Monday, April 12, 2010

Basic Ideas Post 3: Words

You may have noticed that when we talk about basic ideas, we’re using words. You may also have noticed that in talking about the Bible as a source of fundamental knowledge, this also involves words since the Bible is a book written using words. Furthermore, we called it God’s words. If you haven’t noticed, the God of the Bible is a very verbal being. In creation, many of God’s acts of creation are described as speaking. God spoke the world into existence. He spoke something out of nothing. The Hebrew tradition concerning the Ten Commandments isn’t to call them the Ten Commandments; it’s to call them the ten words. In the scriptural account, it appears that God created Adam and Eve with knowledge of language. They didn’t invent language or discover it; they simply awoke talking and thinking in words. They were able to communicate with God and each other in words. Of course, Genesis also explains at the Tower of Babel, the Divine origin of the confusion and multiplicity of languages. Throughout the Bible, God seems quite unconcerned with the fact that language is a useful medium for his revelation. It appears that he takes it quite for granted that while words might have some ambiguity in the fallen human mind, they are more than an effective way to communicate. God also describes Jesus as the Word of God or the Divine Logos, a word that means more than word, also logic, reason, argument, order etc. But it does also mean word. When the prophets speak in the Bible, they often say “the word of the LORD” or “the word of the LORD came to so and so” or “proclaim the word of the LORD” and such phrases. There is constantly an emphasis on word, or words, or messages from God in human language.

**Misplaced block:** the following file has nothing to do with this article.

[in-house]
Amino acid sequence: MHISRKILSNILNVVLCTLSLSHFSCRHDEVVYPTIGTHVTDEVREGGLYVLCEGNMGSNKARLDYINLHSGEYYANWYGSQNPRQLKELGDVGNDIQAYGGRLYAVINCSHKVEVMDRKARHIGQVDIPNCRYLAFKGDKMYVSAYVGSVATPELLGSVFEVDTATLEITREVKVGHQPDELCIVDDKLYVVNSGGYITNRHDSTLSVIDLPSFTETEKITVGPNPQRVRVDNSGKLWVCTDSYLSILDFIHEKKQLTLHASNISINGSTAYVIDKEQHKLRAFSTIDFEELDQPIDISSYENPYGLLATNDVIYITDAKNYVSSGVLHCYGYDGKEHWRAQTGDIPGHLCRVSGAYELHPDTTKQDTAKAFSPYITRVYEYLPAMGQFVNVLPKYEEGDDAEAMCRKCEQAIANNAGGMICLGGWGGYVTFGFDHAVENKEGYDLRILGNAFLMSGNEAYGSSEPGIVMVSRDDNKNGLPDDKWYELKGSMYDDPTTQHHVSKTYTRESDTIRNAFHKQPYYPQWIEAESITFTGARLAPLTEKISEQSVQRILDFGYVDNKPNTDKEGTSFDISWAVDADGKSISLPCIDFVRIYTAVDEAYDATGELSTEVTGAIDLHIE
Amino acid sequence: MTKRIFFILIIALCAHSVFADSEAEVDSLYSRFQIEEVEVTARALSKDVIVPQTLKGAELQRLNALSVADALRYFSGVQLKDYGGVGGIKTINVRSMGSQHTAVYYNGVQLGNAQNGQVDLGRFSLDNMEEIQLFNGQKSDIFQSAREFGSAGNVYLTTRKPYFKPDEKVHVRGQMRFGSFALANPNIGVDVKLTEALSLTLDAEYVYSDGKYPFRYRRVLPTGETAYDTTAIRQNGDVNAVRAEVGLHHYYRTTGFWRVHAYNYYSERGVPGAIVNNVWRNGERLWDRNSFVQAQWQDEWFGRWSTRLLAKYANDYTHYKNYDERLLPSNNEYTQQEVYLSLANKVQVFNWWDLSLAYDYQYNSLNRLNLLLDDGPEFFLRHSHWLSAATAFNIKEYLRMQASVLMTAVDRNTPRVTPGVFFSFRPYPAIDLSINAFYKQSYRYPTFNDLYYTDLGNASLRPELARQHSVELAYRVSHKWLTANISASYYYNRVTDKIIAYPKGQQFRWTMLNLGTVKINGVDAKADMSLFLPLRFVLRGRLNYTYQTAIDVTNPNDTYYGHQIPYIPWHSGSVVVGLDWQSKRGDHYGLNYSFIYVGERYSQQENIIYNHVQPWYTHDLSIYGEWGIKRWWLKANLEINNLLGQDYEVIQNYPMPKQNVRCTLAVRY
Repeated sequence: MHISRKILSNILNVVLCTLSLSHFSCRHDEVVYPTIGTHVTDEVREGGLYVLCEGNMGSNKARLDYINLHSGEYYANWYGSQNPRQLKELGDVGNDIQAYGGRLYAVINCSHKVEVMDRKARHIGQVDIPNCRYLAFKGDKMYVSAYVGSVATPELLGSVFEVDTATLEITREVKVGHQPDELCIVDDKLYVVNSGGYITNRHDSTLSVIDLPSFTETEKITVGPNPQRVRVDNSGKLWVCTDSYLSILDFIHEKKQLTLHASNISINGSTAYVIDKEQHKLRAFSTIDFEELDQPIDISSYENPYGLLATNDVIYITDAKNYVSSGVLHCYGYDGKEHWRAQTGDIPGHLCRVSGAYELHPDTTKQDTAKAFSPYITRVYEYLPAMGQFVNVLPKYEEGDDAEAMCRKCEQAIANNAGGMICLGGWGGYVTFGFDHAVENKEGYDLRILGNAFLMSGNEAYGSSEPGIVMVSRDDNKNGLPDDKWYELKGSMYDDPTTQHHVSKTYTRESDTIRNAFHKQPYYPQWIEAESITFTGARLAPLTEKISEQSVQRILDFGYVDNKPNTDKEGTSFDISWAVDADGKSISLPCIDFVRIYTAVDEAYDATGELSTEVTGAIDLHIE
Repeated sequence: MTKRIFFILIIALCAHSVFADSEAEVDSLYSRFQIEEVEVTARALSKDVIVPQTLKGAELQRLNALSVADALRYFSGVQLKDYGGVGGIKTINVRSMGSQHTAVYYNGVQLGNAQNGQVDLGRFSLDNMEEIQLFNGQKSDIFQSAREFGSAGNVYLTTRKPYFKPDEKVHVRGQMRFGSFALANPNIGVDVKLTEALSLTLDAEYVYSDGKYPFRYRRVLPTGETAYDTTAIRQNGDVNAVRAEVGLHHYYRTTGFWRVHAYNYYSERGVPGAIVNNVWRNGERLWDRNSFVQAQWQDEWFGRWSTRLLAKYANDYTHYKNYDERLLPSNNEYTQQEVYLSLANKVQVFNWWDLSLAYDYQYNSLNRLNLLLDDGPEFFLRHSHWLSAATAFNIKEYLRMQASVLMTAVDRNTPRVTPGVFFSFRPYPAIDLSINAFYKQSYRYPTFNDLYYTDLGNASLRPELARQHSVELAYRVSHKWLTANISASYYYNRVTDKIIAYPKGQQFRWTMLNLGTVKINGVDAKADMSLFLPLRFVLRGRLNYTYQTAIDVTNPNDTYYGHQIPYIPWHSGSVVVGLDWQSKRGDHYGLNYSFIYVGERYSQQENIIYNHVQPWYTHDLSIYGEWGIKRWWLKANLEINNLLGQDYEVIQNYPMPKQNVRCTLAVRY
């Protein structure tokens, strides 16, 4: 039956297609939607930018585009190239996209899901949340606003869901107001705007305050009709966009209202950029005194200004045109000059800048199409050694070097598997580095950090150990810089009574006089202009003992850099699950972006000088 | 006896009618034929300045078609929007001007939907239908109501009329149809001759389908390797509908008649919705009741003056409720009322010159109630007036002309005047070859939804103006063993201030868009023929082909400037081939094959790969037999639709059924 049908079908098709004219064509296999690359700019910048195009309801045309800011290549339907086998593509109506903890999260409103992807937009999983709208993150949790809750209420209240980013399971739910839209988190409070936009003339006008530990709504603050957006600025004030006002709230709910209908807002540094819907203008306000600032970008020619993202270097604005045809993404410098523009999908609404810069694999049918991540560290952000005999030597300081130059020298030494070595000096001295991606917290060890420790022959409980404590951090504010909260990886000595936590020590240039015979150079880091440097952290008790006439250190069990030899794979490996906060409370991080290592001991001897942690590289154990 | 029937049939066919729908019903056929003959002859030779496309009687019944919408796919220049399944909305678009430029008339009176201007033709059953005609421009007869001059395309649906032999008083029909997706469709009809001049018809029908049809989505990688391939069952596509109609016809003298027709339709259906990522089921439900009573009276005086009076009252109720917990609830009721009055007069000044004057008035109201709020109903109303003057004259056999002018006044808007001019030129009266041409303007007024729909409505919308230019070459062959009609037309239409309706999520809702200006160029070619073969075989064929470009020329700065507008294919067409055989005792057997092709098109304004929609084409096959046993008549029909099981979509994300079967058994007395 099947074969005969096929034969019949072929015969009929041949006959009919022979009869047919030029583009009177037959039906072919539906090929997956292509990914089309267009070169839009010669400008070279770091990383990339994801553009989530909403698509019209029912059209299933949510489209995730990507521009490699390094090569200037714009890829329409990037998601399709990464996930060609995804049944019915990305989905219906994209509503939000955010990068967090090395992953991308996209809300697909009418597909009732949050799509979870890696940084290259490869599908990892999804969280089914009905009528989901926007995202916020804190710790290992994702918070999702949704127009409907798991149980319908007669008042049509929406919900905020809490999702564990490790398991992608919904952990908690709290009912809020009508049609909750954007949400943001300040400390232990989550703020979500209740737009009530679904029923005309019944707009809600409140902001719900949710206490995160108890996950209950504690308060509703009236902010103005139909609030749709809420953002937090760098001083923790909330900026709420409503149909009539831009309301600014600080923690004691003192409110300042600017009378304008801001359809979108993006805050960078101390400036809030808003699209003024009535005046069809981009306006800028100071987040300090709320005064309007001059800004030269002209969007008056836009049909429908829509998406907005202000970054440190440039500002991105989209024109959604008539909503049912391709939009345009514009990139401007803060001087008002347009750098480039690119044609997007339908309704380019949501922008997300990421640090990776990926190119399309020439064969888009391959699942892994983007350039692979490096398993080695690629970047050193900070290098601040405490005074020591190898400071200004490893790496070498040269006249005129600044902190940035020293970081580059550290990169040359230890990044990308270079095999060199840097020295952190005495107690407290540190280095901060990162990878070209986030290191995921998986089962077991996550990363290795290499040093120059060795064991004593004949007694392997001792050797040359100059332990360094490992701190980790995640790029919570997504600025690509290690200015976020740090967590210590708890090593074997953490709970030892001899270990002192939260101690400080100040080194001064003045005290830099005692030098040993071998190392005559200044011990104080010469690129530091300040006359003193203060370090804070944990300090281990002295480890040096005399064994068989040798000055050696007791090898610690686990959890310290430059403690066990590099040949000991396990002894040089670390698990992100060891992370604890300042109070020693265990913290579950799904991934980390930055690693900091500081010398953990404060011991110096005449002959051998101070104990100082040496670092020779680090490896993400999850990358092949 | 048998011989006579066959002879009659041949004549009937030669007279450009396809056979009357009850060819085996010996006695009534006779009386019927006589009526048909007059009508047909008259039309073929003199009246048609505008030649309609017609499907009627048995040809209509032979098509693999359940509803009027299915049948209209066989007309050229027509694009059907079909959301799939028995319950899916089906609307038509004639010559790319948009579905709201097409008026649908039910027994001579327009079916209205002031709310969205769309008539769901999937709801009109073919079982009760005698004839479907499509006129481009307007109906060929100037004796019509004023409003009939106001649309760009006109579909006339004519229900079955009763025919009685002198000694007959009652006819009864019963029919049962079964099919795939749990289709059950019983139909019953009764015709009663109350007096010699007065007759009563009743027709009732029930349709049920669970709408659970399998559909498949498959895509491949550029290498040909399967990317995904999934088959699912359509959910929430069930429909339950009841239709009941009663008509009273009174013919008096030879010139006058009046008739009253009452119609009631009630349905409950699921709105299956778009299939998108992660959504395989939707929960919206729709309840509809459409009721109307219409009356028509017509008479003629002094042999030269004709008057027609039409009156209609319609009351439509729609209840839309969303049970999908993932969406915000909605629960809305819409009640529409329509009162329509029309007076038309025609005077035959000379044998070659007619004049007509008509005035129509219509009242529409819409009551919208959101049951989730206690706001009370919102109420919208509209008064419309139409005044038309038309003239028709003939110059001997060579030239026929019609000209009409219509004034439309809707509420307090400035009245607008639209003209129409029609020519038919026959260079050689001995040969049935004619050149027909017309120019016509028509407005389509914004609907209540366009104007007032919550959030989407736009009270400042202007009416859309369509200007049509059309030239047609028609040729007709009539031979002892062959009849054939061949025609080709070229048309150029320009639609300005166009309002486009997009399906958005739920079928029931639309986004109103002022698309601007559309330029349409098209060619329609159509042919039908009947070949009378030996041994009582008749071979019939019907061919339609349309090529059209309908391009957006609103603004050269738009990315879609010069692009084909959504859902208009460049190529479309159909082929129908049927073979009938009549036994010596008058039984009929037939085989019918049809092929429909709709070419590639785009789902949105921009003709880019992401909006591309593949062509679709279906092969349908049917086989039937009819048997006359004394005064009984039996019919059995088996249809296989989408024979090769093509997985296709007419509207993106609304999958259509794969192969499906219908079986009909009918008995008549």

The postmodern person who thinks that language is a human invention, or the nominalist, a person who doesn’t believe that universals exist, all this reliance on language as a way of trying to communicate truths that are allegedly objective could be a bit troubling. But it really shouldn’t be. I believe the traditional answer of Christian theologians and Augustine in particular suffices. God created human beings in His image. Part of this creation of humans in His image is that, like him, human beings are verbal beings. We are able to understand language and express ourselves in language. Furthermore, the language that we understand is not purely referential. We don’t merely have words for things we can point to and see. We also have words for things we can’t ever see but yet we know what they mean. Words like justice, freedom, unity, truth, beauty, property, negligence, agreement, consideration, law, justification, mercy, tenderness. All these words are what we call universals, that is, words that everyone seems to know and understand the meaning of but that no one has ever seen in their pure form, that is, unless perhaps you have seen God. It is also the tradition of Augustine and many other Christian theologians that the positive universals are embodied in God himself. As Plato said, and we’ve mentioned before, God is preeminently the measure of all things. He is the origin of language and the origin of the meaning of the universals. The positive universals in one way or another describe aspects of God. For this reason, while they each have a distinctive core meaning, the meaning of positive universals tends to get fuzzy the more broadly you examine them. It’s difficult to tell the difference sometimes between righteousness and justice, or beauty and goodness and while each of them is distinctive, they tend to blend together at the edges. This is because God is one and you can’t really divide Him up into pieces or sections. And yet, all of these words find their referential in God’s character, personality, and nature. Negative universals are those things that find their opposite or find their meaning by being unlike God such as evil, hatred, bitterness, envy, and other sins and destructive impulses, emotions, and ideas.